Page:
Saturday, May 21, 2022
The Contact Experiences and Needs of the Children of Prisoners before and during COVID-19: Findings from An Australian Survey
Catherine Flynn (Monash University), Lorana Bartels (Australian National University), Susan Dennison (Griffith University), Helen Taylor (Australian National University), Susy Harrigan (University of Melbourne ), The Contact Experiences and Needs of the Children of Prisoners before and during COVID-19: Findings from An Australian Survey, SSRN (2022):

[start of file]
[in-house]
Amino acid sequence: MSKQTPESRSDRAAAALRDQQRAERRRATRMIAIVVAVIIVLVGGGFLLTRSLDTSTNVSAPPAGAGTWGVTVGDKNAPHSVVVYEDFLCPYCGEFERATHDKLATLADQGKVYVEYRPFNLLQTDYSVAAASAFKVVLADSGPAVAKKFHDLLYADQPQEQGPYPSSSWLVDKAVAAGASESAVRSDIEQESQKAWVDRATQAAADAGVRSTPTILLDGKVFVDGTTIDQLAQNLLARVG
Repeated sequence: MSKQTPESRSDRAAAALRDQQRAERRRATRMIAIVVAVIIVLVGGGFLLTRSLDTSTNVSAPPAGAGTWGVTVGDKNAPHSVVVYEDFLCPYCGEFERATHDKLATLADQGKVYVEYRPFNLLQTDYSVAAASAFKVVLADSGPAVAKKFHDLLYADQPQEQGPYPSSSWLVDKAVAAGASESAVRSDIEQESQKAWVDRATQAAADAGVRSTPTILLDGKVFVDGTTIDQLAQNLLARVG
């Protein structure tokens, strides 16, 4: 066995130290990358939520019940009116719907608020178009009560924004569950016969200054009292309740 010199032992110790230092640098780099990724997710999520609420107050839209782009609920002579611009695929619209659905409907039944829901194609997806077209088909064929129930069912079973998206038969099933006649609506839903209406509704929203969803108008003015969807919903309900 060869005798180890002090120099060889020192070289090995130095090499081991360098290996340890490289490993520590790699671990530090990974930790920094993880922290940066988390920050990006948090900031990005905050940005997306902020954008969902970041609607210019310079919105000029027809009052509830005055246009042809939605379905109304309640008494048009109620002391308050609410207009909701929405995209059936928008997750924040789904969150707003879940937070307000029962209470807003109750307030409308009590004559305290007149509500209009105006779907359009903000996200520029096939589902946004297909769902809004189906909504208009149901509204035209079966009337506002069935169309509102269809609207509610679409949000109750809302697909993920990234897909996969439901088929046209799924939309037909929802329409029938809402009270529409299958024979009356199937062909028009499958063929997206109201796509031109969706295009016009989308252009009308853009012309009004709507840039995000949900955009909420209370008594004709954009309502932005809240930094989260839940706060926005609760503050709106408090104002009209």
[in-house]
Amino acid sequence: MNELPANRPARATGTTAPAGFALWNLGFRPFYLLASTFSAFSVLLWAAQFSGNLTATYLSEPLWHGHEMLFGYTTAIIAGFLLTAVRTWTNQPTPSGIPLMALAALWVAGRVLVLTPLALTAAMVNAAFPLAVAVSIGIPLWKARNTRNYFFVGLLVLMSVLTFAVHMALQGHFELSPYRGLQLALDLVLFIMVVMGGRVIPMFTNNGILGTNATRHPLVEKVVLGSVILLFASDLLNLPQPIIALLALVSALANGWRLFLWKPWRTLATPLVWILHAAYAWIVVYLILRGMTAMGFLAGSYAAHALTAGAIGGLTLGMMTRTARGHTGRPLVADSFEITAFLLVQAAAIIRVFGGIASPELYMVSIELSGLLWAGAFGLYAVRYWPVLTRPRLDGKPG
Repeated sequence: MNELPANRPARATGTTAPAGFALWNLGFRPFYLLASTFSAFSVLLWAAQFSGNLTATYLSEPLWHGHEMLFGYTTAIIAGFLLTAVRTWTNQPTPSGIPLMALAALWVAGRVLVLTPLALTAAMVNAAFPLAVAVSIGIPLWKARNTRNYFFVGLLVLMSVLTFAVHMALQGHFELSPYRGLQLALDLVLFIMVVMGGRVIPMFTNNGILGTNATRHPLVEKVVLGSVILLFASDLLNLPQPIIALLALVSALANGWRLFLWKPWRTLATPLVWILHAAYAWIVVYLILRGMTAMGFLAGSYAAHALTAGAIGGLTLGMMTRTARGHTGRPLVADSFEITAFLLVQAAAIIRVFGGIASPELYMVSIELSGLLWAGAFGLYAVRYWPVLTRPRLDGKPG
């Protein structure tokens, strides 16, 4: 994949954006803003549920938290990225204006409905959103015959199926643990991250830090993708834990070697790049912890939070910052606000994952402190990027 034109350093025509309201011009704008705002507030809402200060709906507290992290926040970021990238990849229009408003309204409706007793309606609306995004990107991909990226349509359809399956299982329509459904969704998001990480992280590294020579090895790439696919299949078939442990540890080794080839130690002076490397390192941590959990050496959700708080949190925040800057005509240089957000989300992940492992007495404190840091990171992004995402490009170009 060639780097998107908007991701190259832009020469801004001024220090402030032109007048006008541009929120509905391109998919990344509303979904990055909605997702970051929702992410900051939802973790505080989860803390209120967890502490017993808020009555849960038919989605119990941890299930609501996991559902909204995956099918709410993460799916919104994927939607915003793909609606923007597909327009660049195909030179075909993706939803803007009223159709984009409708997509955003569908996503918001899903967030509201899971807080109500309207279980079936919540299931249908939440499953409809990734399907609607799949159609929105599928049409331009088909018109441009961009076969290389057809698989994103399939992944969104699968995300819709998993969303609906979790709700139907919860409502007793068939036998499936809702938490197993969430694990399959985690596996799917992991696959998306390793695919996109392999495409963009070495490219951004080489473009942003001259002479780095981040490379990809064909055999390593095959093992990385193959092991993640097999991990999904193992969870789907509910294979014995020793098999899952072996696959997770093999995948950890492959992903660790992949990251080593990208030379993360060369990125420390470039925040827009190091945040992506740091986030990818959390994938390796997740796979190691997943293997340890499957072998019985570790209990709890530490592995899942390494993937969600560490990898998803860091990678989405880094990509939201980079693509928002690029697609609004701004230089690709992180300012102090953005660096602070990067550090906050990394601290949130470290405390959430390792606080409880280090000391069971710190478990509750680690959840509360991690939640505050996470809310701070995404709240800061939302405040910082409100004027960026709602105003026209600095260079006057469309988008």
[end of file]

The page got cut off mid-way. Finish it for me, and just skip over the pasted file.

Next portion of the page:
Most of the research examining children visiting a parent in prison indicates that visits have a positive impact on children's well-being, their connection to the imprisoned par- ent and the parent themselves. However, the COVID-19 pandemic brought about a significant change to prison visits worldwide, with limits or bans on face-to-face con- tact. Understanding the experiences and needs of children during this period remains limited. This paper presents the findings of a survey of 84 carers of 184 children across Australia, investigating children's experiences of contact with their imprisoned parent both before and during COVID-19 restrictions. Although most carers reported maintaining contact during restrictions, a range of difficulties were noted: reduced availability; the effect of prison-based issues, including lockdowns; and the suitability of video/telephone visits for young children. Some described the benefits of videocon- ferencing, including reduced travel time and cost, and not needing to take children into a prison environment. Despite this, respondents typically described the negative impact of restrictions, and lack of physical contact, on children's emotional well-being. Our findings suggest that, for video visiting to be successful, it should be complementary to in-person visits, tailored to the needs of children, with support offered to families.